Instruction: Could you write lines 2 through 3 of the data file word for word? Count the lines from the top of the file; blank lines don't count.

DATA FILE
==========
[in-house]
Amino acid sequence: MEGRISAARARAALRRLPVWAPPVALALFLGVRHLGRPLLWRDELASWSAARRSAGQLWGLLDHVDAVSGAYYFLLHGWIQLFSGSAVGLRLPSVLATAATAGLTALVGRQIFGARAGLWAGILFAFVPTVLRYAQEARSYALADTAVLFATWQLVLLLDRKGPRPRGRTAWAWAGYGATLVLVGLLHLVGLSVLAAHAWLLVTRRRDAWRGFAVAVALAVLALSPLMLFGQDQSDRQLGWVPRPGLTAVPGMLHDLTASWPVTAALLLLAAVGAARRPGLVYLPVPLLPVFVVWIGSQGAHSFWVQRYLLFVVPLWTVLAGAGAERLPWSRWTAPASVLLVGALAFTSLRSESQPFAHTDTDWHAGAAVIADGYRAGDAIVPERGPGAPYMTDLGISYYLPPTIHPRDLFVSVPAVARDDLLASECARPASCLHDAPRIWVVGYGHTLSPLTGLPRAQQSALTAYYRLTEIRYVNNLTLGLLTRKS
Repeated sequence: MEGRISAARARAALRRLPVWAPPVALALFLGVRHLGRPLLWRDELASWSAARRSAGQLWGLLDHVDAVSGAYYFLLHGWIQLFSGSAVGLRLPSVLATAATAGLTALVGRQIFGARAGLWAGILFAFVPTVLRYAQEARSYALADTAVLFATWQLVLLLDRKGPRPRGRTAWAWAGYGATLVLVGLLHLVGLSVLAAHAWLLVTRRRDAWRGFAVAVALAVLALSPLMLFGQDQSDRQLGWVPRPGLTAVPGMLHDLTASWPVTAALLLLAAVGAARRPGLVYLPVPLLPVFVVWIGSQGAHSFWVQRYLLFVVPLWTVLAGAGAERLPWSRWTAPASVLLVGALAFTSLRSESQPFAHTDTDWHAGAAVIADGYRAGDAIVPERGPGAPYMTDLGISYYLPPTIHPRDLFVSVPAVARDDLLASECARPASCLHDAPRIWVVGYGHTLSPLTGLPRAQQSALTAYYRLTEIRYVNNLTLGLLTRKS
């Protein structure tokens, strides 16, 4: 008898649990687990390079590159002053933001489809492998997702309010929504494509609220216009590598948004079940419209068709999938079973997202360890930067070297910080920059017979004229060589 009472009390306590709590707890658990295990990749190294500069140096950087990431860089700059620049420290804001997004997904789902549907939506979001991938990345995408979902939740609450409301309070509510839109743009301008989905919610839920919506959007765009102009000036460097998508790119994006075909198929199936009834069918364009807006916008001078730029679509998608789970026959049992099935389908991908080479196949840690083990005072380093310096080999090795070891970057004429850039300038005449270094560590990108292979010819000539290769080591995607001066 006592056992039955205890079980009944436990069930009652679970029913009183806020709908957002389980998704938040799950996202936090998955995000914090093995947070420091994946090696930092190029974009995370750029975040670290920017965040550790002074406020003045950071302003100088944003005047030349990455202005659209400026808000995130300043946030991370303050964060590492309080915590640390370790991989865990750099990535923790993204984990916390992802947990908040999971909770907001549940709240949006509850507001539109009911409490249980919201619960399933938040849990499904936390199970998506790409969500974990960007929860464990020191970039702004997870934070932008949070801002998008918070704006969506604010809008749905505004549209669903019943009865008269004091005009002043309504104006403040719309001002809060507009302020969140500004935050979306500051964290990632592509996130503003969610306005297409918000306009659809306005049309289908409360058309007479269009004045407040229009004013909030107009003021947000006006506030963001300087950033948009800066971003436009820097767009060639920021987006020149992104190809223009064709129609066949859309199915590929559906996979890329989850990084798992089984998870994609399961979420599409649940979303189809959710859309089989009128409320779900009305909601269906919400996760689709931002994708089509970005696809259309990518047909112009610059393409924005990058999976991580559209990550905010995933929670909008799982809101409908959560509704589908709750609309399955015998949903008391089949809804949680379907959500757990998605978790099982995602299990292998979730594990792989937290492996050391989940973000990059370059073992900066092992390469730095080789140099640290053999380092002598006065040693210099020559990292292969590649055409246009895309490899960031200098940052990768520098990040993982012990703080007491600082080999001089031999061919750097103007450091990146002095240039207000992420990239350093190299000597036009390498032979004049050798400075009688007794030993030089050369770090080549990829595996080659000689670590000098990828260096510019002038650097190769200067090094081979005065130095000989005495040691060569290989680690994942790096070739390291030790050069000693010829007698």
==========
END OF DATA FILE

Amino acid sequence: MEGRISAARARAALRRLPVWAPPVALALFLGVRHLGRPLLWRDELASWSAARRSAGQLWGLLDHVDAVSGAYYFLLHGWIQLFSGSAVGLRLPSVLATAATAGLTALVGRQIFGARAGLWAGILFAFVPTVLRYAQEARSYALADTAVLFATWQLVLLLDRKGPRPRGRTAWAWAGYGATLVLVGLLHLVGLSVLAAHAWLLVTRRRDAWRGFAVAVALAVLALSPLMLFGQDQSDRQLGWVPRPGLTAVPGMLHDLTASWPVTAALLLLAAVGAARRPGLVYLPVPLLPVFVVWIGSQGAHSFWVQRYLLFVVPLWTVLAGAGAERLPWSRWTAPASVLLVGALAFTSLRSESQPFAHTDTDWHAGAAVIADGYRAGDAIVPERGPGAPYMTDLGISYYLPPTIHPRDLFVSVPAVARDDLLASECARPASCLHDAPRIWVVGYGHTLSPLTGLPRAQQSALTAYYRLTEIRYVNNLTLGLLTRKS
Repeated sequence: MEGRISAARARAALRRLPVWAPPVALALFLGVRHLGRPLLWRDELASWSAARRSAGQLWGLLDHVDAVSGAYYFLLHGWIQLFSGSAVGLRLPSVLATAATAGLTALVGRQIFGARAGLWAGILFAFVPTVLRYAQEARSYALADTAVLFATWQLVLLLDRKGPRPRGRTAWAWAGYGATLVLVGLLHLVGLSVLAAHAWLLVTRRRDAWRGFAVAVALAVLALSPLMLFGQDQSDRQLGWVPRPGLTAVPGMLHDLTASWPVTAALLLLAAVGAARRPGLVYLPVPLLPVFVVWIGSQGAHSFWVQRYLLFVVPLWTVLAGAGAERLPWSRWTAPASVLLVGALAFTSLRSESQPFAHTDTDWHAGAAVIADGYRAGDAIVPERGPGAPYMTDLGISYYLPPTIHPRDLFVSVPAVARDDLLASECARPASCLHDAPRIWVVGYGHTLSPLTGLPRAQQSALTAYYRLTEIRYVNNLTLGLLTRKS